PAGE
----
Owing to the enforcement of import restriction on sugar by the government, almost 2,500 tonnes of sugar imported by the Salt Trading Corporation (STC) has been stalled at the Dry Port Office in Sirsiya, Birgunj since months.
With an objective to control excessive supply of cheaper foreign sugar in the domestic market, the government had set import quota of 94,000 tonnes on sugar on September 17 for this fiscal year. The sugar imported by STC has thus not received clearance from the dry port as its sugar arrived at the dry port a week after the import restriction was imposed.
“Going with the direction of the government, we are not in a position to give clearance to STC’s sugar,” informed Umesh Shrestha, chief of the Dry Port Office in Sirsiya, adding that the office has sought direction on releasing STC’s sugar from the Ministry of Industry, Commerce and Supplies (MoICS).
As per Shrestha, the government had directed the dry port office to give clearance only to sugar consignments that had arrived at the dry port till September 17.
STC officials have acknowledged that the aforementioned quantity of sugar arrived after the government’s quantitative restriction on sugar
import, adding that the delay in giving clearance to the sugar has been adding financial pressure on STC and could affect supply-demand situation of sugar in the market.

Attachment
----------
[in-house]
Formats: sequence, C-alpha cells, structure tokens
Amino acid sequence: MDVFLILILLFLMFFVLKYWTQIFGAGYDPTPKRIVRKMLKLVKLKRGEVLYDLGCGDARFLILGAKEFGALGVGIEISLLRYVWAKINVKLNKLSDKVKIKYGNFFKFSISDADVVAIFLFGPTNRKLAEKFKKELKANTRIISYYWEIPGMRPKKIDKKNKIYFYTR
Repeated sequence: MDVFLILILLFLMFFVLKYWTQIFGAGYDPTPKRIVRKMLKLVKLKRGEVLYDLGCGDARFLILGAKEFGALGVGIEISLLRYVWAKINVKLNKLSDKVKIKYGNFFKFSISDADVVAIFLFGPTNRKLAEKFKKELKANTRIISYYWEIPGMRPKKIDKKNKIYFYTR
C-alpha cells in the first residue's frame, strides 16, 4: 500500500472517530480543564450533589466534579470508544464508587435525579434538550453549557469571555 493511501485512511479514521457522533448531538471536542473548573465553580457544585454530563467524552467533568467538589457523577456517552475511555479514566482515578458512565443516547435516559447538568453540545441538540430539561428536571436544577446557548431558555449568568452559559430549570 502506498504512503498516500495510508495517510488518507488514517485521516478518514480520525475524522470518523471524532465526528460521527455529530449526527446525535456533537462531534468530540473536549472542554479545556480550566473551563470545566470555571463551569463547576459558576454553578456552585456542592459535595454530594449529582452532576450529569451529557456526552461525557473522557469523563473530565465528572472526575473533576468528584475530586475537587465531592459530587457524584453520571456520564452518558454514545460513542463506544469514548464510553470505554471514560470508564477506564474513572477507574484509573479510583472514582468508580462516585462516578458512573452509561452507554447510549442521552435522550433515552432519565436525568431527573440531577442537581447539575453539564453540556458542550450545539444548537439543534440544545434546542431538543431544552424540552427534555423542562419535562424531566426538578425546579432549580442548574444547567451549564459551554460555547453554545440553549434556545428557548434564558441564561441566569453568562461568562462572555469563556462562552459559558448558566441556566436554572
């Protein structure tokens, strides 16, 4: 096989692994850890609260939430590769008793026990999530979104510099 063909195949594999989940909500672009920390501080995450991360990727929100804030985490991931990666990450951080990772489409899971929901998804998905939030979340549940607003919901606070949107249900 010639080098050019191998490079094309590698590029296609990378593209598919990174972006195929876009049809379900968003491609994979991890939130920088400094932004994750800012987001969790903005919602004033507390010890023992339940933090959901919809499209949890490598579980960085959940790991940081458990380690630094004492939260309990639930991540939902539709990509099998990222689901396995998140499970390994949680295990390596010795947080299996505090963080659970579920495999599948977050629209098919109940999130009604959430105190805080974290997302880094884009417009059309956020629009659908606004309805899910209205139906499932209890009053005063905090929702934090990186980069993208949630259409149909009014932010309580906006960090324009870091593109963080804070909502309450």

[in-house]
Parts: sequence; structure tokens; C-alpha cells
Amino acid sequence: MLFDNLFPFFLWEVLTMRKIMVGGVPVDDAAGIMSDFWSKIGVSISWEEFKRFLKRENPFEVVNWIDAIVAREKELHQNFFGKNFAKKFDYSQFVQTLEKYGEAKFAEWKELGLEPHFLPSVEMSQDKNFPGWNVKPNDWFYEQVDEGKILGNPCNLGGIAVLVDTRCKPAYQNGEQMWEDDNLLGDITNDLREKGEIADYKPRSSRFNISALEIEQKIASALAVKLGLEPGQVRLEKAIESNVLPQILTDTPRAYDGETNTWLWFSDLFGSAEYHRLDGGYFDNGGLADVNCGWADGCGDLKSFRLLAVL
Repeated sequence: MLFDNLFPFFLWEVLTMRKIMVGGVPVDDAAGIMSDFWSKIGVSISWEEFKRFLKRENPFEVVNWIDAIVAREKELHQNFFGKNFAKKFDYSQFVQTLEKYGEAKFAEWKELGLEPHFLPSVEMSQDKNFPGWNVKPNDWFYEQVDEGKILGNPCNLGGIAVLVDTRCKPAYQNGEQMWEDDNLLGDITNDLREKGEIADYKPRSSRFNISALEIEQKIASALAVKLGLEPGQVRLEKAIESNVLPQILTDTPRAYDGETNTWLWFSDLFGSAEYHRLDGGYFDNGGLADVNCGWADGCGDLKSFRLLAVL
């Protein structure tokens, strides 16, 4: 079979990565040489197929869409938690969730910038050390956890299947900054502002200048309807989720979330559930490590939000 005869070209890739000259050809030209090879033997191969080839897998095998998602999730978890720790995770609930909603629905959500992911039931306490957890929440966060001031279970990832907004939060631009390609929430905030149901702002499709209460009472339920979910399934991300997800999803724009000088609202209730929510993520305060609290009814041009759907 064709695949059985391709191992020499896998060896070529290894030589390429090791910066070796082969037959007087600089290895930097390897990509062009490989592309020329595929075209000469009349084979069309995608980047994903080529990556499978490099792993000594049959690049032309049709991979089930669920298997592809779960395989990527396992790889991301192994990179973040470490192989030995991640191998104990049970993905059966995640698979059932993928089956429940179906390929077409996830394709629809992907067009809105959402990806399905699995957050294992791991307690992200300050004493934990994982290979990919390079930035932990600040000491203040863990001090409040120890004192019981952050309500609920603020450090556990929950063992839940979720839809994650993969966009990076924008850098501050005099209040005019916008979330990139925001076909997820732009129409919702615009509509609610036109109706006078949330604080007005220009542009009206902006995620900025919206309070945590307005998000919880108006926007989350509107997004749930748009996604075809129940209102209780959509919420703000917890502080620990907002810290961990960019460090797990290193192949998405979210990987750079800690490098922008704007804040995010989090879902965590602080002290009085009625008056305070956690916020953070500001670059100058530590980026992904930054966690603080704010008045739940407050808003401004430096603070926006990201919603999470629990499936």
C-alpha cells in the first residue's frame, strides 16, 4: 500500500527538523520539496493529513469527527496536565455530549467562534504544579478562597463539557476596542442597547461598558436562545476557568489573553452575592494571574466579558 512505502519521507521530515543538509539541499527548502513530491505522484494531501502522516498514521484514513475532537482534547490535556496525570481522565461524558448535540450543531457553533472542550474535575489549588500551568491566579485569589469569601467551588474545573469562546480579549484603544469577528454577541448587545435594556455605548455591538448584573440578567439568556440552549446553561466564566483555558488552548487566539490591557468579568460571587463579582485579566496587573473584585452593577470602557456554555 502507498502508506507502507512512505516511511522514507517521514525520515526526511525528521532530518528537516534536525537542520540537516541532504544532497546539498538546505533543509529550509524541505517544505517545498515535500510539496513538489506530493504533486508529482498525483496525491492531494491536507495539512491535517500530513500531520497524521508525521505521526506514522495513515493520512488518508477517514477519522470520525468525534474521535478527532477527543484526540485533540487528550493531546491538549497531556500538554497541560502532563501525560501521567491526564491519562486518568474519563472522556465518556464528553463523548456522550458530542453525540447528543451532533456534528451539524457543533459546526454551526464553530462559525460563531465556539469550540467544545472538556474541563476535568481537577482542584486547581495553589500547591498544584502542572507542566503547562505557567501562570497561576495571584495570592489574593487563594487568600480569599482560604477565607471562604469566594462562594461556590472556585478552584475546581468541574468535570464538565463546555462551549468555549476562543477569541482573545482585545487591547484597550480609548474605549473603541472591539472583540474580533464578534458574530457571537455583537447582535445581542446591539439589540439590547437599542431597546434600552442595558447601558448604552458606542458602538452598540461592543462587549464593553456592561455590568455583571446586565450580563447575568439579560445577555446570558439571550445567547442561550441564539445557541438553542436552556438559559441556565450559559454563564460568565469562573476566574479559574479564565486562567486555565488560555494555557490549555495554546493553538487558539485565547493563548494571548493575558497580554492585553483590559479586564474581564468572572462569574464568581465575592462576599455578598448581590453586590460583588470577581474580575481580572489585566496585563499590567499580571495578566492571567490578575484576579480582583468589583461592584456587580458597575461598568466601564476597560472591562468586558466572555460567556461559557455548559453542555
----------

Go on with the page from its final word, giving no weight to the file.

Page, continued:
“We have asked MoICS to facilitate this issue though we are yet to get any response on it,” said Urmila Shrestha, chief executive officer at STC.
Following delay in clearance of the sugar, STC is obliged to pay various charges at the dry port.
Under its plan to ease the festive market, STC had decided to import 5,000 tonnes of sugar in the last week of August from Renuka Sugar Mills in West Bengal of India. The Indian company has already supplied the first consignment of 2,500 tonnes of sugar to STC.
The government’s decision to impose quantitative restriction on sugar import primarily intended to facilitate sugar mills to clear their stock and help sugarcane farmers get timely payment for their sugarcane.
However, the government has been facing questions on the relevance of this decision from various quarters lately. “Such restrictions have to be imposed only after determining the actual production capacity of the country and the domestic demand. Government lacks real statistics of sugar production and its demand in Nepal,” said Hridayesh Tripathi, a lawmaker.